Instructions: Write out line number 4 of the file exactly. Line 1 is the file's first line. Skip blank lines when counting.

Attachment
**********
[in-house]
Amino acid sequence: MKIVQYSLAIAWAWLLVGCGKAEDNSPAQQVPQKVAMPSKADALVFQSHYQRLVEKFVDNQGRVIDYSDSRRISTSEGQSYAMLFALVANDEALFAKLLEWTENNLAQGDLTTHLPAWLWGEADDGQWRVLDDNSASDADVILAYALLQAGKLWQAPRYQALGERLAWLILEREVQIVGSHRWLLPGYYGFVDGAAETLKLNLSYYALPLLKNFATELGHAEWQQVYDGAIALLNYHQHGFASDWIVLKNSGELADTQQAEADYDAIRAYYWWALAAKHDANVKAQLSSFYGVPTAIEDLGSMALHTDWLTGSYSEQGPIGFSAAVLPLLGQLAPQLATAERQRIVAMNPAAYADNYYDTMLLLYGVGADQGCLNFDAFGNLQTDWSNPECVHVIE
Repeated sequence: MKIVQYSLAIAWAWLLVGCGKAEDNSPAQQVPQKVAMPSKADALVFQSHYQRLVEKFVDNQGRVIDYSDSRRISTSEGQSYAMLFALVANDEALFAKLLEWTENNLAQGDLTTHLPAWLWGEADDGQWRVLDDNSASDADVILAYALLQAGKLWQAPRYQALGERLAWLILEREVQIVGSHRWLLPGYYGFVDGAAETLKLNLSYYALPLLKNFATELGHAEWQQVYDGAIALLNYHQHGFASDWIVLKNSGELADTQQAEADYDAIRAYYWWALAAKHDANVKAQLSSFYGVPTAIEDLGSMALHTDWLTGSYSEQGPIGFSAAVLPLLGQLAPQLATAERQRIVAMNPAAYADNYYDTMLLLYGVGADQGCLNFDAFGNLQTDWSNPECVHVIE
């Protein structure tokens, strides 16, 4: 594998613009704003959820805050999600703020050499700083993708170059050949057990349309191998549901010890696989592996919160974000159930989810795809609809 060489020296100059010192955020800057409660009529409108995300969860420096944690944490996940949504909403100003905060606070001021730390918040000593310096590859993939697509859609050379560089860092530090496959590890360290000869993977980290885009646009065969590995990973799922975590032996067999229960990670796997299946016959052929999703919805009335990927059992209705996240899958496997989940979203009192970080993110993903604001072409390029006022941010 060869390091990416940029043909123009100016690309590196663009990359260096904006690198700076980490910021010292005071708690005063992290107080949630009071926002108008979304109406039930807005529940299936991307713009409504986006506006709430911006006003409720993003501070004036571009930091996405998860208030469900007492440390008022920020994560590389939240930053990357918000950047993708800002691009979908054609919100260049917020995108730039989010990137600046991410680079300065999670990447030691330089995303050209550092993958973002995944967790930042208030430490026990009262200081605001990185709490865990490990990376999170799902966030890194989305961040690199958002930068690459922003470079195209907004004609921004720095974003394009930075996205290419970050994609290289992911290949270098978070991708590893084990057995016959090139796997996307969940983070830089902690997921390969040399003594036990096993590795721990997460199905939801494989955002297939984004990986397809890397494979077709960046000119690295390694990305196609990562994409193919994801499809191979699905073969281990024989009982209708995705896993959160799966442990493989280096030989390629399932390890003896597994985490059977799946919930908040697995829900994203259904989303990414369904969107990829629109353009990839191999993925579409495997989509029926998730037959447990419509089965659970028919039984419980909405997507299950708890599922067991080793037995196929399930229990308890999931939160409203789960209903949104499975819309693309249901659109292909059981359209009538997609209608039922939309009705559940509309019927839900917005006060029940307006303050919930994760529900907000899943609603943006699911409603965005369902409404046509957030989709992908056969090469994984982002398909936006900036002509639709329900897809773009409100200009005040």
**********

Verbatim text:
């Protein structure tokens, strides 16, 4: 594998613009704003959820805050999600703020050499700083993708170059050949057990349309191998549901010890696989592996919160974000159930989810795809609809 060489020296100059010192955020800057409660009529409108995300969860420096944690944490996940949504909403100003905060606070001021730390918040000593310096590859993939697509859609050379560089860092530090496959590890360290000869993977980290885009646009065969590995990973799922975590032996067999229960990670796997299946016959052929999703919805009335990927059992209705996240899958496997989940979203009192970080993110993903604001072409390029006022941010 060869390091990416940029043909123009100016690309590196663009990359260096904006690198700076980490910021010292005071708690005063992290107080949630009071926002108008979304109406039930807005529940299936991307713009409504986006506006709430911006006003409720993003501070004036571009930091996405998860208030469900007492440390008022920020994560590389939240930053990357918000950047993708800002691009979908054609919100260049917020995108730039989010990137600046991410680079300065999670990447030691330089995303050209550092993958973002995944967790930042208030430490026990009262200081605001990185709490865990490990990376999170799902966030890194989305961040690199958002930068690459922003470079195209907004004609921004720095974003394009930075996205290419970050994609290289992911290949270098978070991708590893084990057995016959090139796997996307969940983070830089902690997921390969040399003594036990096993590795721990997460199905939801494989955002297939984004990986397809890397494979077709960046000119690295390694990305196609990562994409193919994801499809191979699905073969281990024989009982209708995705896993959160799966442990493989280096030989390629399932390890003896597994985490059977799946919930908040697995829900994203259904989303990414369904969107990829629109353009990839191999993925579409495997989509029926998730037959447990419509089965659970028919039984419980909405997507299950708890599922067991080793037995196929399930229990308890999931939160409203789960209903949104499975819309693309249901659109292909059981359209009538997609209608039922939309009705559940509309019927839900917005006060029940307006303050919930994760529900907000899943609603943006699911409603965005369902409404046509957030989709992908056969090469994984982002398909936006900036002509639709329900897809773009409100200009005040």